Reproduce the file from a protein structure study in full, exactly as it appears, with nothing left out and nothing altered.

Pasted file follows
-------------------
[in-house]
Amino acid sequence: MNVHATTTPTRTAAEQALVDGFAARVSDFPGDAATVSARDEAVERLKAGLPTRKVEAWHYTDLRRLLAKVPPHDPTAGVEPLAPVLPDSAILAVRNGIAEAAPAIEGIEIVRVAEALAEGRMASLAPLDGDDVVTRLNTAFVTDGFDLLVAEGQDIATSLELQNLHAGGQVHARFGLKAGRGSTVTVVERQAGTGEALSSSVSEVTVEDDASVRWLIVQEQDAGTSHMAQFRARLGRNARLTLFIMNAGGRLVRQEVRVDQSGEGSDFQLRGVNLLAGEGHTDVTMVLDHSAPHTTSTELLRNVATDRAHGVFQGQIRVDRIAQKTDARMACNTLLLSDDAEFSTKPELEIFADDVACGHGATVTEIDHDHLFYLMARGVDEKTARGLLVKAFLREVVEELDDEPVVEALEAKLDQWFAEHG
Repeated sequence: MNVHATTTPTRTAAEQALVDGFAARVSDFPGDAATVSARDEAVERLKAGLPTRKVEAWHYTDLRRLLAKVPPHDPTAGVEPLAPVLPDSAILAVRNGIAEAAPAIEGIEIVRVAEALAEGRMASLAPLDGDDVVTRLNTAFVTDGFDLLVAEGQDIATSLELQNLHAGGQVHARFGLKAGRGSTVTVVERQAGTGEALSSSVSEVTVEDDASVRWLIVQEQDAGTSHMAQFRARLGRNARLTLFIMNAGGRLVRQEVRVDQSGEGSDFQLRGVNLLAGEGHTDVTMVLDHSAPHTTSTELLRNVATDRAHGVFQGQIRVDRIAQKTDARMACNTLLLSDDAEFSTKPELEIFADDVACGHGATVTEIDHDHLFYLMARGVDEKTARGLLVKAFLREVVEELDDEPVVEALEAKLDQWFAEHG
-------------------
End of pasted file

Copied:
[in-house]
Amino acid sequence: MNVHATTTPTRTAAEQALVDGFAARVSDFPGDAATVSARDEAVERLKAGLPTRKVEAWHYTDLRRLLAKVPPHDPTAGVEPLAPVLPDSAILAVRNGIAEAAPAIEGIEIVRVAEALAEGRMASLAPLDGDDVVTRLNTAFVTDGFDLLVAEGQDIATSLELQNLHAGGQVHARFGLKAGRGSTVTVVERQAGTGEALSSSVSEVTVEDDASVRWLIVQEQDAGTSHMAQFRARLGRNARLTLFIMNAGGRLVRQEVRVDQSGEGSDFQLRGVNLLAGEGHTDVTMVLDHSAPHTTSTELLRNVATDRAHGVFQGQIRVDRIAQKTDARMACNTLLLSDDAEFSTKPELEIFADDVACGHGATVTEIDHDHLFYLMARGVDEKTARGLLVKAFLREVVEELDDEPVVEALEAKLDQWFAEHG
Repeated sequence: MNVHATTTPTRTAAEQALVDGFAARVSDFPGDAATVSARDEAVERLKAGLPTRKVEAWHYTDLRRLLAKVPPHDPTAGVEPLAPVLPDSAILAVRNGIAEAAPAIEGIEIVRVAEALAEGRMASLAPLDGDDVVTRLNTAFVTDGFDLLVAEGQDIATSLELQNLHAGGQVHARFGLKAGRGSTVTVVERQAGTGEALSSSVSEVTVEDDASVRWLIVQEQDAGTSHMAQFRARLGRNARLTLFIMNAGGRLVRQEVRVDQSGEGSDFQLRGVNLLAGEGHTDVTMVLDHSAPHTTSTELLRNVATDRAHGVFQGQIRVDRIAQKTDARMACNTLLLSDDAEFSTKPELEIFADDVACGHGATVTEIDHDHLFYLMARGVDEKTARGLLVKAFLREVVEELDDEPVVEALEAKLDQWFAEHG